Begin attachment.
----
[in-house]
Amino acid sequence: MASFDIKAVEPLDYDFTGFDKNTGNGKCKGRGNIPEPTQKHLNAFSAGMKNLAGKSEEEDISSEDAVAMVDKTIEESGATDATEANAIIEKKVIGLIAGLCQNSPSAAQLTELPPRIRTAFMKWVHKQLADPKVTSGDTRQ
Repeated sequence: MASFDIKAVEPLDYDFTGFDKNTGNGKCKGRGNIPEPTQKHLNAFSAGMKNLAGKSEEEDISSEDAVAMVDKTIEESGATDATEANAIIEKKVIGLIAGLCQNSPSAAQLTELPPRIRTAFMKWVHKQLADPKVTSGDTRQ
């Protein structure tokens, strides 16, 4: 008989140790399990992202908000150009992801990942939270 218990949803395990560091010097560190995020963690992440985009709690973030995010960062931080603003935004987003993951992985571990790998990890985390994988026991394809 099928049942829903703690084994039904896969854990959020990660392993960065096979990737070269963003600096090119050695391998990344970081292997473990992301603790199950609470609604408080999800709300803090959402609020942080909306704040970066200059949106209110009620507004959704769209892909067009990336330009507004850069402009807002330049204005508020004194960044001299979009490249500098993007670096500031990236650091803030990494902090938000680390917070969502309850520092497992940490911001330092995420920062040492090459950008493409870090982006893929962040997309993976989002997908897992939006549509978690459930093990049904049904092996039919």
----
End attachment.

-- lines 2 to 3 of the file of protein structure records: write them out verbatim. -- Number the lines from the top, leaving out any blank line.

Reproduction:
Amino acid sequence: MASFDIKAVEPLDYDFTGFDKNTGNGKCKGRGNIPEPTQKHLNAFSAGMKNLAGKSEEEDISSEDAVAMVDKTIEESGATDATEANAIIEKKVIGLIAGLCQNSPSAAQLTELPPRIRTAFMKWVHKQLADPKVTSGDTRQ
Repeated sequence: MASFDIKAVEPLDYDFTGFDKNTGNGKCKGRGNIPEPTQKHLNAFSAGMKNLAGKSEEEDISSEDAVAMVDKTIEESGATDATEANAIIEKKVIGLIAGLCQNSPSAAQLTELPPRIRTAFMKWVHKQLADPKVTSGDTRQ